White flour is like a ghost: if we don’t think about it, we’re fine. But when we do start to think about it, we get a little creeped out. Oh, it might not look like we’re scared of it when we wolf our restaurant bread baskets or take forkfuls of cream cheese-frosted carrot cake, but when we start to think about that powdery wheat product on its own, some serious flourphobia rises to the surface. Together I’m hoping we can make it through this. That’s right, together: I have flour-fear issues, too.
In the many years since our revolution, we Americans have turned our backs on so many British influences—the royalty and pageantry, big hats and bows, pearls and plaids, clotted cream and smoked herring, Spice Girls and Phil Collins. Good riddance to all of it, you might say. But what about elevenses? How did we let that one get away?
Elevenses, in case you don’t know, is a casual break for tea or coffee and a small treat at, yes, 11 o’clock in the morning. And although elevenses sounds like it comes straight from nursery school, it was once standard practice for people of all ages in Great Britain.
I once worked for a place that mandated a group coffee break every Friday. When the time came, we’d file from our cubicles into the conference room and sit around a massive U-shaped table. Someone would produce the week’s snack and pass it around to go with whatever tea or coffee we’d carried in from our desks.
The gathering was a nice idea, something that should have fostered collegiality and generated some laughs. But it was, unstoppably, dreadful. MORE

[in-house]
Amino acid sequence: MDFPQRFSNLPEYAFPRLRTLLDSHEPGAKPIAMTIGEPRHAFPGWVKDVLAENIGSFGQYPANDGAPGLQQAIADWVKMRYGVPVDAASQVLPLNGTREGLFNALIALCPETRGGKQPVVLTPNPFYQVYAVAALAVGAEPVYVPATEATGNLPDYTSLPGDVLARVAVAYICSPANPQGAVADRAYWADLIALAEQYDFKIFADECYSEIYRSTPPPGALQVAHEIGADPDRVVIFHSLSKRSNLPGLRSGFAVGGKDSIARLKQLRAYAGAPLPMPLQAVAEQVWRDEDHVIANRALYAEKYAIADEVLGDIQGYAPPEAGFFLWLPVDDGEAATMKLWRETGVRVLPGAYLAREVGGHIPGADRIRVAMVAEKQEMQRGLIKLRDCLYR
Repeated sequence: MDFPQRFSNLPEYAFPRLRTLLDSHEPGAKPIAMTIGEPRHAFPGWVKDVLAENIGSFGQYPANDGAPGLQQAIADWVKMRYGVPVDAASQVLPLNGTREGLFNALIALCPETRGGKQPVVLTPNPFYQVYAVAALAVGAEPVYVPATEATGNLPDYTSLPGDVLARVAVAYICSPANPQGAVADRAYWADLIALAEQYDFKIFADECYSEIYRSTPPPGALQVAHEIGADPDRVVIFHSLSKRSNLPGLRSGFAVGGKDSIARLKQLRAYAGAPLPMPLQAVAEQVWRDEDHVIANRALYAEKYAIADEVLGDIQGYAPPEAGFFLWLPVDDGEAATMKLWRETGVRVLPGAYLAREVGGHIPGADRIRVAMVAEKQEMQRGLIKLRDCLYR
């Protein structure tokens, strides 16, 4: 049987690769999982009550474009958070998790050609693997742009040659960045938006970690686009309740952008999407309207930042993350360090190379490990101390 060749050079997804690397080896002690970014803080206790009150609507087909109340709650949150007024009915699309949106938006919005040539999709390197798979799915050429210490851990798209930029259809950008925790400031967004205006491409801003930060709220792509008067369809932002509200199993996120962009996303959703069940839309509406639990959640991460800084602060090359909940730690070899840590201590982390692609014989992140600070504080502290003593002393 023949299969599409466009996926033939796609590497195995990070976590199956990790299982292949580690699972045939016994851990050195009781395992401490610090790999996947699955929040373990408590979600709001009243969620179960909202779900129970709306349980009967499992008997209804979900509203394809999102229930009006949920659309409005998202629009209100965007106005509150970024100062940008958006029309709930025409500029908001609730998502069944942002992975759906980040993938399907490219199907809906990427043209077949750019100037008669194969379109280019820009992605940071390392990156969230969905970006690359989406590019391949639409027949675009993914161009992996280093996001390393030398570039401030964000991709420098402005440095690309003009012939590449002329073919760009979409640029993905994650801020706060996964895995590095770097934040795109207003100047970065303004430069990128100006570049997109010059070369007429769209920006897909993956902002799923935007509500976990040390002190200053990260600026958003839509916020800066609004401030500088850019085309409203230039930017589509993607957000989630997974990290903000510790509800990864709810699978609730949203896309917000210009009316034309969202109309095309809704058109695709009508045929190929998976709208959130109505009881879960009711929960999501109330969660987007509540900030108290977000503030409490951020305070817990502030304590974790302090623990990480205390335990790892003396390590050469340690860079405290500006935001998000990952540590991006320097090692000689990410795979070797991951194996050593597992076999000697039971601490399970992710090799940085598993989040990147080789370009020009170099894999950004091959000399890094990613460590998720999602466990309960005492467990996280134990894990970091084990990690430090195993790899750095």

Whereas fresh bagels are coveted and home-baked bread approaches a spiritual experience for many, it’s rare in America to come across a fresh-from-scratch English muffin. In fact, I’d venture that there isn’t another bread product we’re as willing to buy pre-packaged (except for maybe the pocket pita). We simply don’t have respect for the English muffin. Take the breakfast sandwich, for example. A staple everywhere from the McDonald’s drive-thru to high-end restaurants, the breakfast sandwich puts the focus on the egg, cheese, and meat that’s tucked in the middle on the sandwich, forcing the English muffin that holds it all together to play second-fiddle (or is it griddle?). Of course, a breakfast sandwich doesn’t have to be made with an English muffin. But let’s not lie to ourselves: A bagel or bread couldn’t handle the breakfast sandwich the way an English muffin does. The bagel has too much dough, and bread falls apart. Only the English muffin has the right size and sheer tenacity to properly rein in the wily breakfast sandwich. Yet we rarely give it the attention
Rose water is like that sequined, lime green blazer you have sitting in your closet. Totally impractical to wear every day yet, on certain occasions, it can take an ordinary recipe and transform it into something with extra flare and a special unique quality. But when exactly is the “certain occasion” for rose water? Frilly tea parties, with dainty pastries? Or perhaps hosting a super swanky bingo night for the ladies over at the nursing home? After all, there’s no getting around the fact that the perfume-esque liquid smells a little bit like your grandma.